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Joel Harrington

Centennial Professor of History
Professor of German Studies; Member, Graduate Department of Religion

Joel Harrington is a historian of Europe, specializing in the Reformation and early modern Germany, with research interests in various aspects of social history. His most recent book is Dangerous Mystic: Meister Eckhart’s Path to the God Within (Penguin Press, 2018).  His previous monograph, The Faithful Executioner: Life and Death, Honor and Shame in the Turbulent Sixteenth Century (Farrar, Straus & Giroux, 2013), has been translated into thirteen languages and was named one of the Best Books of 2013 by The Telegraph and History Today. Other publications include The Unwanted Child: The Fate of Foundlings, Orphans, and Juvenile Criminals in Early Modern Germany (University of Chicago Press, 2009), winner of the 2010 Roland H. Bainton Prize for History; Reordering Marriage and Society in Reformation Germany (Cambridge University Press, 1995; paperback 2005), one of Choice’s Outstanding Academic Titles of 1996; The Executioner’s Journal (University of Virginia Press, 2016); and A Cloud of Witnesses: Readings in the History of Western Christianity(Houghton Mifflin, 2001). Projects currently underway include a study of the sixteenth-century mercenary Hans Staden, who published an influential account of his captivity among the Tupinambás of Brazil, including graphic accounts of ritual cannibalism.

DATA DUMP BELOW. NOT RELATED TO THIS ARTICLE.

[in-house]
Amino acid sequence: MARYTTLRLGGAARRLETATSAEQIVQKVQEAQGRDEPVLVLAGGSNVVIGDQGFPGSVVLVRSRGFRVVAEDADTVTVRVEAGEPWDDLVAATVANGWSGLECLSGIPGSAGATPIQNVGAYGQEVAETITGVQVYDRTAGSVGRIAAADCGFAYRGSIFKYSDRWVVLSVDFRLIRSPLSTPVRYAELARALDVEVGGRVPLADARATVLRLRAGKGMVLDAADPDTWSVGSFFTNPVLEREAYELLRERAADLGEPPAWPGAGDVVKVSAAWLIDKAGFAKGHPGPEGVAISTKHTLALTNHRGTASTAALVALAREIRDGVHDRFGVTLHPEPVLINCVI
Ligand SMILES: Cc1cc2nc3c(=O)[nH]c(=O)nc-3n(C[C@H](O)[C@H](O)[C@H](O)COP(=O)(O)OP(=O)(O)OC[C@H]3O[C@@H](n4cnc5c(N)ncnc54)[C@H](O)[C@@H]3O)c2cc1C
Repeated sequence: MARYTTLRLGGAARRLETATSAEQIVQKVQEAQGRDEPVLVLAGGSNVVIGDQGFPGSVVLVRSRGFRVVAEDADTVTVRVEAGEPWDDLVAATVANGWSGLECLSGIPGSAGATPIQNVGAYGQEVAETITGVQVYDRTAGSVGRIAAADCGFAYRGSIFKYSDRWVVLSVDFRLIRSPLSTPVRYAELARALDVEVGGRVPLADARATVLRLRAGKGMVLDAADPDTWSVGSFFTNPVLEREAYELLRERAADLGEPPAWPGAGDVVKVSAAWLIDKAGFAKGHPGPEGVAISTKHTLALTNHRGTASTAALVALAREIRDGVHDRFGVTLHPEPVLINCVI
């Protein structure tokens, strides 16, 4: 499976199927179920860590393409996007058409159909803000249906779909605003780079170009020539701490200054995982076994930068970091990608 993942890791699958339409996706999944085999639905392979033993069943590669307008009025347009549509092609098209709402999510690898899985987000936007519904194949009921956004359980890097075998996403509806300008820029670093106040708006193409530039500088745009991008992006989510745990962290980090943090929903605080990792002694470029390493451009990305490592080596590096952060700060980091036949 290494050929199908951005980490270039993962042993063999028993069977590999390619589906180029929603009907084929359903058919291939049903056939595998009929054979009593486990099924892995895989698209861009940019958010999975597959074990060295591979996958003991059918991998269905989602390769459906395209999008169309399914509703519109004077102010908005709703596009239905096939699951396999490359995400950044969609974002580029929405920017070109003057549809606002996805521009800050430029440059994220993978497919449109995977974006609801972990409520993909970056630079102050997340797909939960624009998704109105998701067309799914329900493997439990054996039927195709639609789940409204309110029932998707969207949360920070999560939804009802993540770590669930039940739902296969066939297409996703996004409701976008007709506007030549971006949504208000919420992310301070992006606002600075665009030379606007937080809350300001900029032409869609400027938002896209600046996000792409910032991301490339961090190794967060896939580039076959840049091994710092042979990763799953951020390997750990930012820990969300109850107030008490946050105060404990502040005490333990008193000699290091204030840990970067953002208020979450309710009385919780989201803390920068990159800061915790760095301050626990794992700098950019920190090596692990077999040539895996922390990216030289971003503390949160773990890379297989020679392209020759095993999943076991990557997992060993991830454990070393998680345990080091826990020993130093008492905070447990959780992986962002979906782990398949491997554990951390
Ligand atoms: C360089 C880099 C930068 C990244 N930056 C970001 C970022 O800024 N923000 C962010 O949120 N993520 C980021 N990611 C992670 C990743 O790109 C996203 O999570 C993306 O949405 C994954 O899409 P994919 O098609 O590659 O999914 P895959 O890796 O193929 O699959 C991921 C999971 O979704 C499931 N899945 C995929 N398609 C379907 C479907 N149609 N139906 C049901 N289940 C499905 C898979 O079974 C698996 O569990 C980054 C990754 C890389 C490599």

Harrington has been awarded fellowships from--among others--the J.S. Guggenheim Foundation, the Fulbright-Hayes Foundation, the National Endowment for the Humanities, the German Academic Exchange Service (DAAD), and the American Philosophical Society. He has lectured widely in North America and Europe and he has resided as a visiting fellow at the American Academy in Berlin, Herzog August Bibliothek (Wolfenbüttel), Institut für Geschichte der Medizin (Universität Erlangen-Nürnberg), and Clare College (Cambridge).

Professor Harrington has taught a variety of graduate and undergraduate courses at Vanderbilt since his arrival in 1989, including the history of Christian traditions, Reformation Europe, religion and the occult in early modern Europe, and early modern social history. He has also served in a variety of administrative positions, most notably as Chair of the History Department (2014-2018), Associate Provost for Global Strategy (2004-2011), and Director of the Center for European Studies (2000-2004).